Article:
Monday, 16 January 2012

No Shampoo?

So, last week I ran out of shampoo, and thought that circumstance would be a good time to try something I've been curious about for a while... a method of cleaning one's hair without relying on commercial shampoos, commonly referred to as the "No 'Poo Method."

Basically, you use a baking-soda paste to scrub the scalp, then use an apple cider vinegar rinse to condition and add shine.  Other people have talked about the chemistry behind this... I don't understand it, but I thought I'd try it.  I do know you're not supposed to wash as often, which means your hair doesn't over-produce oils, which means you don't have to wash as often... There are also all kinds of fancy but "natural" things you can do, like adding honey to the rinse or giving your hair a "mask" involving eggs, but I thought I'd stop at vinegar.  I like my food on my plate, not my hair!

Anyway, I did the first such wash last Wednesday evening.  I was really impressed with the results: my hair felt clean, and didn't smell weird -- in fact, it smelled clean.  Also, no added scents, which is nice since I tend to get scent-related headaches a lot.  It stayed clean for several days, also.  Saturday it started feeling a little grungy and by Sunday evening it was definitely oily and getting itchy.

This is about par for the course for my hair.  I haven't washed it every day since my freshman year of college - it's usually every other or every third day, but I've been known to go longer.  Wednesday night to Monday morning is on the long end, though, for sure!  I washed again today - same method - with slightly less pleasing results.  My hair is clean, I think, but it feels heavier and smells a little "hairier", if that makes sense.  Not unpleasant, but there.  It does seem to have a little more body than usual, though, which is another alleged side effect of this method.

(One seems to have to describe one's hair in order to blog about this properly.  So - mine is about midway down my back, naturally very straight, not keen to hold a curl, fairly thick but with very fine individual strands.  Inclined to be fly-away and slightly frizzy, especially in humidity. I probably should have taken "before" pictures, which most of the people who have blogged about this have done, but I didn't.  But you've all seen my hair before.)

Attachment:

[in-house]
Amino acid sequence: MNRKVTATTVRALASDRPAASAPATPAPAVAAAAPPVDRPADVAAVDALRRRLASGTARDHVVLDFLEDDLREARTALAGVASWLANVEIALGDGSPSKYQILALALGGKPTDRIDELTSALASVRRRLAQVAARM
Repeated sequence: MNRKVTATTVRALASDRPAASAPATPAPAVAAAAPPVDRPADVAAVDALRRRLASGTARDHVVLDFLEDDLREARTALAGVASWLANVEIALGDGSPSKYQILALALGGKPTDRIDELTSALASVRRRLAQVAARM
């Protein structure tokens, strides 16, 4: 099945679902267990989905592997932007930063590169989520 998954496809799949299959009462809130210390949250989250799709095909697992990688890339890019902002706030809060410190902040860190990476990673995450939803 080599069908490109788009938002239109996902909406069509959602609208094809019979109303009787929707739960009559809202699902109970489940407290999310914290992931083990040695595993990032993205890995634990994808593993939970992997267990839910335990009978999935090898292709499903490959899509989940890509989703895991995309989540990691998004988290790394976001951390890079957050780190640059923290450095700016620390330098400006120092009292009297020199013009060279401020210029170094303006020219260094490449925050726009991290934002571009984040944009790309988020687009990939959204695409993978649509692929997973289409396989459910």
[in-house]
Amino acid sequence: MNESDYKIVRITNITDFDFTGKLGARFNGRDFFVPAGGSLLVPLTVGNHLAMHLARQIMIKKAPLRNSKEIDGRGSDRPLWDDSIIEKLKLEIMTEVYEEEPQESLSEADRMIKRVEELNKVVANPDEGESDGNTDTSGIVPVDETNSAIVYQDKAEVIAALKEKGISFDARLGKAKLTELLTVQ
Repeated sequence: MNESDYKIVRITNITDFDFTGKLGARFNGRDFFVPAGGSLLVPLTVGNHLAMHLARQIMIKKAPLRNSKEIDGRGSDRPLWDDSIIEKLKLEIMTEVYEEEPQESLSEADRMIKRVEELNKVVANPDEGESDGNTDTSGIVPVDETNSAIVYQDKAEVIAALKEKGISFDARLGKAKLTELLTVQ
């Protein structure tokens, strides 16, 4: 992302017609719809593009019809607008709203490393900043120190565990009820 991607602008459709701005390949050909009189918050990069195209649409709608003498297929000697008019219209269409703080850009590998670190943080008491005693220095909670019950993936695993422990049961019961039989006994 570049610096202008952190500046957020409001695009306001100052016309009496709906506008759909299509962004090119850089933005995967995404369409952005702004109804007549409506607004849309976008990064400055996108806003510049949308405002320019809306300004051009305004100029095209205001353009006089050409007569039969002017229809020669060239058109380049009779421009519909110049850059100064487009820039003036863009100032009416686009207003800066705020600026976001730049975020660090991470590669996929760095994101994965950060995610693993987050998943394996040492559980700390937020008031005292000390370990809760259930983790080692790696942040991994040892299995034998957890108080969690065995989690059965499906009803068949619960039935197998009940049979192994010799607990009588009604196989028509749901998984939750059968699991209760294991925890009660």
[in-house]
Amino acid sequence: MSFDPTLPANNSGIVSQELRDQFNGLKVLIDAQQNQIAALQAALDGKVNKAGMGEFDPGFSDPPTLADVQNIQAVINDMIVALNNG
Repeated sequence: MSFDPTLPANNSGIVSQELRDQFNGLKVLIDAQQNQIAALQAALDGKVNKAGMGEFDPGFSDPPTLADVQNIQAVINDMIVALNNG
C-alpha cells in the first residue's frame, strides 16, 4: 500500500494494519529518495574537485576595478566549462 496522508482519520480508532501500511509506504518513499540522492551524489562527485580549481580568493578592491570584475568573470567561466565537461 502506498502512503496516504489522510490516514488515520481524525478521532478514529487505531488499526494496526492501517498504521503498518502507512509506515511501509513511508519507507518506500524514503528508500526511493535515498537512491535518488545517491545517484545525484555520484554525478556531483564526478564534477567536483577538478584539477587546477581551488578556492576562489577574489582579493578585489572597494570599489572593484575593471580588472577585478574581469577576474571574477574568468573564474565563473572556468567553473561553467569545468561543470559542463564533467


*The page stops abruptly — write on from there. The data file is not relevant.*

I'll probably keep doing this for a while, partly because it certainly doesn't seem to be hurting my hair, and partly because I'm too cheap to buy shampoo ;-P  I'll report back later, whether I end up liking it or not!

4 comments:

  1. I've started using this too, and I've done some research because I was not having the same results as most people!

    Basically, the baking soda is what will remove the oil from your scalp. The vinegar somehow neutralizes that, lol.

    I diluted my baking soda in water, so it's not a paste at all. Right now it's 1 T baking soda to 1 c of water. I'm going to half that next time, it's been drying my hair out too much now. I make sure and use it only on my scalp now.

    I started with a solution of 1 T vinegar to 1 c of water. It did absolutely nothing for me. I proceeded to pour the rest of my apple cider vinegar into it, but I didn't measure it. I think it's pretty close to half and half, though.

    I'm going to have to do a little more tweaking before I'm perfectly happy with this method, especially since I've been having a lot of trouble with static electricity. I'm learning, though, that there are sections of my hair that get oilier than the rest.

    Some people say to rinse the vinegar out of your hair, but I've found it works better for me to leave it in, like a leave-in conditioner.

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  2. I diluted the baking soda the first time, but it was so messy (didn't want to stay just on the scalp!) that I just made a paste this last time. But it seemed to work better the first time so maybe I'll go back to that? I did rinse out the vinegar, and I know I used more than 1 T to a cup (what I'd heard recommended. I just dumped about 1/2 c. into my old conditioner bottle and topped it up with water! I haven't had any trouble with static though. I might try not rinsing the vinegar out next time. Does it smell vinegary if you leave it in?

    The top of my head and about 4-6 inches down get quite oily - the rest hardly at all. I read somewhere that it's good to get a natural-bristle brush to help distribute the oil - I wonder if that's why people used to recommend brushing "a hundred strokes every night"?

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  3. It smells vinegary until it dries, and then there's only a whiff of vinegar scent if your hair gets wet.

    For the baking-soda/water mix, I just flip my head upside down in the shower and just pour it on my scalp (I have it in an old shampoo bottle, so I can control the flow), and massage it in for a few minutes. It doesn't seem to disperse through my hair a lot that way, and then I just rinse it out.

    Hmm, I might try a natural bristle brush as well. My hair isn't as long as yours right now, it's just below my shoulders, but the ends are where I'm having the static problem. Getting the oil spread through it more might help.

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